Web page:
Monday, February 8, 2010

Taking criticism from the right people can lead you out of mediocrity

In the blogosphere you must question why you are blogging if you do not feel a little uncomfortable as your mouse hovers over the publish button.

When you put yourself 'out there' and say what you really think then you have to accept what comes back at you in the comments section.

I think sometimes that's easier said than done.

For example it’s easy to accept nice, supportive comments because then you know that you have reached readers who are a good fit for you.

Unfortunately nice supportive comments can feel a bit stale after a while. By stale I mean tedious from familiarity, boring and static. I believe that blogging by consensus will not move you forward.

I am the first to admit that I’m the one leaving nice supportive comments on the majority of the blogs that I read. A post that gets a nice supportive comment from me is usually a safe, balanced post that leaves me a little entertained.

More often than not I find myself wishing that more was revealed, and that there was some talk of other less positive issues that I face, such as money problems, relationship issues, etc.

And what’s more, if a less shiny side of the blogger’s life saw the light of day in their posts then I would find it harder to simply write a safe, supportive, nice comment.

I have never received any negative or constructive criticism on any of my posts, but I know that if I did I would be lead away from my position in an attempt to please those who did not agree with me. I am quite sure this would happen even though I know that it is impossible to please everybody. If you’ve never had a negative comment then you should reread the previous paragraphs again, along with me, and repeat as necessary.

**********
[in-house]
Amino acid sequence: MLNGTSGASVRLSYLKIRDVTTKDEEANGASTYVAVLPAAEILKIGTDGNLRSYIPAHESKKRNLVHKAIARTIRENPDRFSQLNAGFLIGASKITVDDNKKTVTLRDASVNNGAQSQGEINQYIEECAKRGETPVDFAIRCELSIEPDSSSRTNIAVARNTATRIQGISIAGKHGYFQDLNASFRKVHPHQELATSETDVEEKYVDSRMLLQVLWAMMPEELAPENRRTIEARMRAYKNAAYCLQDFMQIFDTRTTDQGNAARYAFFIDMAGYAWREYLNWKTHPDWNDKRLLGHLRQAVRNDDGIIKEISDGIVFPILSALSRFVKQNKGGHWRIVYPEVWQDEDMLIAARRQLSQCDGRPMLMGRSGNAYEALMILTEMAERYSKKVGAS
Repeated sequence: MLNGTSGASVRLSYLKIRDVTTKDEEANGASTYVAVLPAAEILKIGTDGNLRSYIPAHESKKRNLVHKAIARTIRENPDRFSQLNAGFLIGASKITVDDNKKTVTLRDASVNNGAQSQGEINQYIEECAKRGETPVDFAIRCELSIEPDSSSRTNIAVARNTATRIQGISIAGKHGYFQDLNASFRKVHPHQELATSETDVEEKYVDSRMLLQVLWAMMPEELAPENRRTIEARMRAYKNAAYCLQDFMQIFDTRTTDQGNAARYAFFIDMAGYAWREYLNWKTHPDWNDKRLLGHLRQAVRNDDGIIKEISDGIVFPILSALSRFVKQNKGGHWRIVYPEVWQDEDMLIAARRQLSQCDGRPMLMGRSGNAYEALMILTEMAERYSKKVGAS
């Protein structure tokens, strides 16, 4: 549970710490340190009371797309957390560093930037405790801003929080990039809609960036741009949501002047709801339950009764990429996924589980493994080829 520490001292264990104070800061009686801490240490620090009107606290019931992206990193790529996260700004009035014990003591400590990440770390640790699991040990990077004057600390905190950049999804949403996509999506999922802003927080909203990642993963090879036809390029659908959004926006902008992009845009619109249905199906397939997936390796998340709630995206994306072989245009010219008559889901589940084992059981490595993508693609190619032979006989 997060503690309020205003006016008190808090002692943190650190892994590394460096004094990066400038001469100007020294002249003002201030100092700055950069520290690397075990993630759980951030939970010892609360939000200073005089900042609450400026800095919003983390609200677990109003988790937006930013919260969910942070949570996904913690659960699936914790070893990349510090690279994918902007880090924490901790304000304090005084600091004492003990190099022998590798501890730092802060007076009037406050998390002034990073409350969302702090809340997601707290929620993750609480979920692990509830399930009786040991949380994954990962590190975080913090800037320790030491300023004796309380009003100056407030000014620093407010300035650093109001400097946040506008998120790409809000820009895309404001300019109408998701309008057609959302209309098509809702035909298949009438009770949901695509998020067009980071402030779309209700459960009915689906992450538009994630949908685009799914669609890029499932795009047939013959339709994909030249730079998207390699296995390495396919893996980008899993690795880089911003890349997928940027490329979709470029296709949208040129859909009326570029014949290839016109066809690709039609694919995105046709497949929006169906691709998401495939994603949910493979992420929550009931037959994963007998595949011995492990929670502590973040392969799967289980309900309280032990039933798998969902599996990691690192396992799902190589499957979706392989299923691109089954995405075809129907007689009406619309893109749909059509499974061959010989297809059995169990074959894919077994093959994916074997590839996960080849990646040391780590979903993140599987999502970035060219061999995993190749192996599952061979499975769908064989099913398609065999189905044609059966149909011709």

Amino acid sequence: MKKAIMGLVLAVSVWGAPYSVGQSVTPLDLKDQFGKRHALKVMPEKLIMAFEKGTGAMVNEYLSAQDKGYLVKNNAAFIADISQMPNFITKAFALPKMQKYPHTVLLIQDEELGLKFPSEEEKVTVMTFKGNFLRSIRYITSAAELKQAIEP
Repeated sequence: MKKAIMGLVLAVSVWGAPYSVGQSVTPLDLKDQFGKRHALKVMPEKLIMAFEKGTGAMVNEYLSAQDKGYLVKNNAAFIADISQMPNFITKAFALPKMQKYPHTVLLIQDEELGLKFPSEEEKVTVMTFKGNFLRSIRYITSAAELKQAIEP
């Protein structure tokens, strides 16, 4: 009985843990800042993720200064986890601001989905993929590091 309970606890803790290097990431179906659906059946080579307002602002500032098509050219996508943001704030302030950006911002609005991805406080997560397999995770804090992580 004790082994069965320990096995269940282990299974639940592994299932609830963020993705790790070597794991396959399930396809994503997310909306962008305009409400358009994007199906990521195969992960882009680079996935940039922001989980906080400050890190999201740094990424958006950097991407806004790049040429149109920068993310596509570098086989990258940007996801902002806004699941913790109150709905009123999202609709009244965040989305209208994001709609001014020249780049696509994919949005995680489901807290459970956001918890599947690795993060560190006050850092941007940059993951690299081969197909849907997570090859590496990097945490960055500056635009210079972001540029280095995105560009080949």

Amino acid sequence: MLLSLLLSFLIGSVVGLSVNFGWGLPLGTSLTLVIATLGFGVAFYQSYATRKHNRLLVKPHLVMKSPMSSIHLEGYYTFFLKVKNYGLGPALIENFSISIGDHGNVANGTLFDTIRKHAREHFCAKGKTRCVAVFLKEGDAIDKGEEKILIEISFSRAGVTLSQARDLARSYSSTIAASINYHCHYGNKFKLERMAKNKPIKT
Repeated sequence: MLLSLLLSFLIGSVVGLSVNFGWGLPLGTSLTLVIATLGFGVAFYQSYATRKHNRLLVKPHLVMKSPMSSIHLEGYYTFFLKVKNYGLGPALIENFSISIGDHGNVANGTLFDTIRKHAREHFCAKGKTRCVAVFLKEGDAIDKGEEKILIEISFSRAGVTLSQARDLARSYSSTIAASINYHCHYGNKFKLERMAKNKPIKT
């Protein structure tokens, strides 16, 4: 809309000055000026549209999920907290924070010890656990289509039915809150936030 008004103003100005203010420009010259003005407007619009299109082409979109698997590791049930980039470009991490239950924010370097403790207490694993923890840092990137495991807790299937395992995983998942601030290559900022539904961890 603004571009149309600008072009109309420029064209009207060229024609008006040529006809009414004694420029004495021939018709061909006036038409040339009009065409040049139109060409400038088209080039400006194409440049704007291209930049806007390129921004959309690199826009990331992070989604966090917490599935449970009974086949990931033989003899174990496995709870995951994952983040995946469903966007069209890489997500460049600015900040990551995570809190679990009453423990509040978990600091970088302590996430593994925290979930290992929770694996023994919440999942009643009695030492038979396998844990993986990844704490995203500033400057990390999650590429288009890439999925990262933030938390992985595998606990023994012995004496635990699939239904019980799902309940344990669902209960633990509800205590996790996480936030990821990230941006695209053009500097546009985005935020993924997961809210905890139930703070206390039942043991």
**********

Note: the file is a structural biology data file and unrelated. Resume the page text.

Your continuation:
So where does that leave me? My safe posts attract nice, supportive, and often' ho hum' comments that may keep me in mediocrity (this is why I am sweating as I hover over the publish button for this post because I am biting the supportive hands that feed my ego) and if I write posts that move me forward then I must deal with any negative criticism in a way that maintains my position. It’s clear to me that I both want to, and need to move forward.

So here is the deal. I will find the courage to be a better blogger if you will comment in a way that moves me forward. I want comments that ask more of me. I want your interactive, brain switched on, comments and I want your gritty engagement.

I will offer you no less than that in my future comments on those posts of yours that make you sweat.


Katherine Jenkins said...

Try blogging every single day..there's no possible way to show your shiny side at all times...I hit the wall. Actually, I think negative criticism is unproductive. I like constructive criticism. I'm working with an editor now and she is really working me to go deeply into my writing, but she's constructive and makes me think about the other side of things. She never says, "This sucks and there's no hope for you!" Now that would be negative criticism. To be honest, I'm not very good with hanging out with the "negatives". They haven't ventured into my world very often, when they do, I listen, see if there's anything constructive in what they have to say. If not, I delete.